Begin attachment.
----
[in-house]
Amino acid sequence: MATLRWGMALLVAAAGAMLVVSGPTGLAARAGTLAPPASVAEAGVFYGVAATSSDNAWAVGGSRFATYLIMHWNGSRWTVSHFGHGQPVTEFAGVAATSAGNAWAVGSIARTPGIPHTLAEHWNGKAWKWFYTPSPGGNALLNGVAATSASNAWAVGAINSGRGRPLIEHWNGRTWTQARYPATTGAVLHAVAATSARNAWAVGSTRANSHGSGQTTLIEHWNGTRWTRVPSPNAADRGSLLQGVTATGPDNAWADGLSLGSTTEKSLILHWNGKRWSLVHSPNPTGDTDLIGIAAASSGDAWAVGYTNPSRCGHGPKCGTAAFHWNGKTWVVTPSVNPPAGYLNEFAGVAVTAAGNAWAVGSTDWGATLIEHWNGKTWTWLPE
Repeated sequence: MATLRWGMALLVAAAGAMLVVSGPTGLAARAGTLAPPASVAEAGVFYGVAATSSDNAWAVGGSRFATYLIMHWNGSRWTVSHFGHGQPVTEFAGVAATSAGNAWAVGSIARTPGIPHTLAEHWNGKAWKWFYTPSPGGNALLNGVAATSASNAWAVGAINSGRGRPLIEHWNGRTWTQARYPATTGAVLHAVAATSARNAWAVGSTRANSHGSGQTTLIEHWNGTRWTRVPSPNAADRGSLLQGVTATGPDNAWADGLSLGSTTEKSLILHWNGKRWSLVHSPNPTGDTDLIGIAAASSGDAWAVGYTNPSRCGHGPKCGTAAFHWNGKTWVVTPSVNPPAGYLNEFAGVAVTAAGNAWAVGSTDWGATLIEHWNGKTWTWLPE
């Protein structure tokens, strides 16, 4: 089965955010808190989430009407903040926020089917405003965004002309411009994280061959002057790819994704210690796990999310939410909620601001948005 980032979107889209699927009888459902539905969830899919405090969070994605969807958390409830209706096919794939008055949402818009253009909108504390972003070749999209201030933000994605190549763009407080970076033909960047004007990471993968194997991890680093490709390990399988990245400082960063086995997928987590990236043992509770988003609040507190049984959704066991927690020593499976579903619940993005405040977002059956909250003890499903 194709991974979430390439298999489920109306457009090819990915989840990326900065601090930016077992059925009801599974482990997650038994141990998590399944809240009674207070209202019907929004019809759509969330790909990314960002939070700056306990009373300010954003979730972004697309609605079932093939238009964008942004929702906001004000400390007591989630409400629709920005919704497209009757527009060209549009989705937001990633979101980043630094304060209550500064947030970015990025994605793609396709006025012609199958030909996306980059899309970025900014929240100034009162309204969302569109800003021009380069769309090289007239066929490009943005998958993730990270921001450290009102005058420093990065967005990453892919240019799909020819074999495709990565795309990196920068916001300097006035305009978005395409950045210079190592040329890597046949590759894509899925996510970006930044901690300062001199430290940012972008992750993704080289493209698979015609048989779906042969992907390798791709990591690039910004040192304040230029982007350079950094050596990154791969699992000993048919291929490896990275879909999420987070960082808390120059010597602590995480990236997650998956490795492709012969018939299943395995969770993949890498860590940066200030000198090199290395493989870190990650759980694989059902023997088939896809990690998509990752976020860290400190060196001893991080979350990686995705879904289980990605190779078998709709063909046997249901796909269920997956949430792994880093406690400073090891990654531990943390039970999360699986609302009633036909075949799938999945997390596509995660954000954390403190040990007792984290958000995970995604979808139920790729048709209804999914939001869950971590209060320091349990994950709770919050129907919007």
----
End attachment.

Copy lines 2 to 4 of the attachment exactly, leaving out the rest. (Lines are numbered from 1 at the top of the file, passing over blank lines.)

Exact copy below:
Amino acid sequence: MATLRWGMALLVAAAGAMLVVSGPTGLAARAGTLAPPASVAEAGVFYGVAATSSDNAWAVGGSRFATYLIMHWNGSRWTVSHFGHGQPVTEFAGVAATSAGNAWAVGSIARTPGIPHTLAEHWNGKAWKWFYTPSPGGNALLNGVAATSASNAWAVGAINSGRGRPLIEHWNGRTWTQARYPATTGAVLHAVAATSARNAWAVGSTRANSHGSGQTTLIEHWNGTRWTRVPSPNAADRGSLLQGVTATGPDNAWADGLSLGSTTEKSLILHWNGKRWSLVHSPNPTGDTDLIGIAAASSGDAWAVGYTNPSRCGHGPKCGTAAFHWNGKTWVVTPSVNPPAGYLNEFAGVAVTAAGNAWAVGSTDWGATLIEHWNGKTWTWLPE
Repeated sequence: MATLRWGMALLVAAAGAMLVVSGPTGLAARAGTLAPPASVAEAGVFYGVAATSSDNAWAVGGSRFATYLIMHWNGSRWTVSHFGHGQPVTEFAGVAATSAGNAWAVGSIARTPGIPHTLAEHWNGKAWKWFYTPSPGGNALLNGVAATSASNAWAVGAINSGRGRPLIEHWNGRTWTQARYPATTGAVLHAVAATSARNAWAVGSTRANSHGSGQTTLIEHWNGTRWTRVPSPNAADRGSLLQGVTATGPDNAWADGLSLGSTTEKSLILHWNGKRWSLVHSPNPTGDTDLIGIAAASSGDAWAVGYTNPSRCGHGPKCGTAAFHWNGKTWVVTPSVNPPAGYLNEFAGVAVTAAGNAWAVGSTDWGATLIEHWNGKTWTWLPE
């Protein structure tokens, strides 16, 4: 089965955010808190989430009407903040926020089917405003965004002309411009994280061959002057790819994704210690796990999310939410909620601001948005 980032979107889209699927009888459902539905969830899919405090969070994605969807958390409830209706096919794939008055949402818009253009909108504390972003070749999209201030933000994605190549763009407080970076033909960047004007990471993968194997991890680093490709390990399988990245400082960063086995997928987590990236043992509770988003609040507190049984959704066991927690020593499976579903619940993005405040977002059956909250003890499903 194709991974979430390439298999489920109306457009090819990915989840990326900065601090930016077992059925009801599974482990997650038994141990998590399944809240009674207070209202019907929004019809759509969330790909990314960002939070700056306990009373300010954003979730972004697309609605079932093939238009964008942004929702906001004000400390007591989630409400629709920005919704497209009757527009060209549009989705937001990633979101980043630094304060209550500064947030970015990025994605793609396709006025012609199958030909996306980059899309970025900014929240100034009162309204969302569109800003021009380069769309090289007239066929490009943005998958993730990270921001450290009102005058420093990065967005990453892919240019799909020819074999495709990565795309990196920068916001300097006035305009978005395409950045210079190592040329890597046949590759894509899925996510970006930044901690300062001199430290940012972008992750993704080289493209698979015609048989779906042969992907390798791709990591690039910004040192304040230029982007350079950094050596990154791969699992000993048919291929490896990275879909999420987070960082808390120059010597602590995480990236997650998956490795492709012969018939299943395995969770993949890498860590940066200030000198090199290395493989870190990650759980694989059902023997088939896809990690998509990752976020860290400190060196001893991080979350990686995705879904289980990605190779078998709709063909046997249901796909269920997956949430792994880093406690400073090891990654531990943390039970999360699986609302009633036909075949799938999945997390596509995660954000954390403190040990007792984290958000995970995604979808139920790729048709209804999914939001869950971590209060320091349990994950709770919050129907919007």